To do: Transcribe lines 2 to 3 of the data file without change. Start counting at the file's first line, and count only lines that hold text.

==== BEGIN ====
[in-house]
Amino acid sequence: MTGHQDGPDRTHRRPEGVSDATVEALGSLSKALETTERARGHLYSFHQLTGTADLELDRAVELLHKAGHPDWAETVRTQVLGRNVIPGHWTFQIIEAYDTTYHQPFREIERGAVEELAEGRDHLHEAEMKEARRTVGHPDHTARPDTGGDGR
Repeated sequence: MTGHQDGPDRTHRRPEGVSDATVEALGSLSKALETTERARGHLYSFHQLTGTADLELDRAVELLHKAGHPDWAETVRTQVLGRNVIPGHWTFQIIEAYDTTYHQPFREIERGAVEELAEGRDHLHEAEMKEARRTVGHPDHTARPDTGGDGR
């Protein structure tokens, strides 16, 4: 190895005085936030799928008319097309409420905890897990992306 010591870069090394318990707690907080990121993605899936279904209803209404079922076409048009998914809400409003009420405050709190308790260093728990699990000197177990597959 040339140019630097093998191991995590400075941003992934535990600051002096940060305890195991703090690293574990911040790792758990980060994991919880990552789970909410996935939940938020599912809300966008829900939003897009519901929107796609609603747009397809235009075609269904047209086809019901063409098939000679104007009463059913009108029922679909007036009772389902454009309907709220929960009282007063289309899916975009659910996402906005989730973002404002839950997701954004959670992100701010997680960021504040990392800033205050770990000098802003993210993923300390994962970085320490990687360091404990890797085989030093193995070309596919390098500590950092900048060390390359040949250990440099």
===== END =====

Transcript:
Amino acid sequence: MTGHQDGPDRTHRRPEGVSDATVEALGSLSKALETTERARGHLYSFHQLTGTADLELDRAVELLHKAGHPDWAETVRTQVLGRNVIPGHWTFQIIEAYDTTYHQPFREIERGAVEELAEGRDHLHEAEMKEARRTVGHPDHTARPDTGGDGR
Repeated sequence: MTGHQDGPDRTHRRPEGVSDATVEALGSLSKALETTERARGHLYSFHQLTGTADLELDRAVELLHKAGHPDWAETVRTQVLGRNVIPGHWTFQIIEAYDTTYHQPFREIERGAVEELAEGRDHLHEAEMKEARRTVGHPDHTARPDTGGDGR